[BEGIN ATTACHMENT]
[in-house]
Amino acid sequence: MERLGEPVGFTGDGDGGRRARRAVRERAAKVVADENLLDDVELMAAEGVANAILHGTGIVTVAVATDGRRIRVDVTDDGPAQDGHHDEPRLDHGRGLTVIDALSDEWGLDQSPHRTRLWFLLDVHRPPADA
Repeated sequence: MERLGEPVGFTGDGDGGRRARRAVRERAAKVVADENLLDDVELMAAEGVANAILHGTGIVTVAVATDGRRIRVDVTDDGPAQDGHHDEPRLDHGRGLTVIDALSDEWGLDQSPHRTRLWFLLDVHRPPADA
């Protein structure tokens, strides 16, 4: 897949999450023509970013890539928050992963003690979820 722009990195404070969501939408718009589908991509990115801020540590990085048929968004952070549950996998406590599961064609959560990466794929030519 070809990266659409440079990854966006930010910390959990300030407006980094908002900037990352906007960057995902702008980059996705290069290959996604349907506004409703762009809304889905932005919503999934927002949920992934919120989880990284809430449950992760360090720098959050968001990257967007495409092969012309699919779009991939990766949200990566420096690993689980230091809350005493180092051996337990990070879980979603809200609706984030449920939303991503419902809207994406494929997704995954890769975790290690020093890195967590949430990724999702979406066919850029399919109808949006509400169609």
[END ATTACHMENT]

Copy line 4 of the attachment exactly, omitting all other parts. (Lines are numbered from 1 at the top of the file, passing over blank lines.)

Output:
């Protein structure tokens, strides 16, 4: 897949999450023509970013890539928050992963003690979820 722009990195404070969501939408718009589908991509990115801020540590990085048929968004952070549950996998406590599961064609959560990466794929030519 070809990266659409440079990854966006930010910390959990300030407006980094908002900037990352906007960057995902702008980059996705290069290959996604349907506004409703762009809304889905932005919503999934927002949920992934919120989880990284809430449950992760360090720098959050968001990257967007495409092969012309699919779009991939990766949200990566420096690993689980230091809350005493180092051996337990990070879980979603809200609706984030449920939303991503419902809207994406494929997704995954890769975790290690020093890195967590949430990724999702979406066919850029399919109808949006509400169609």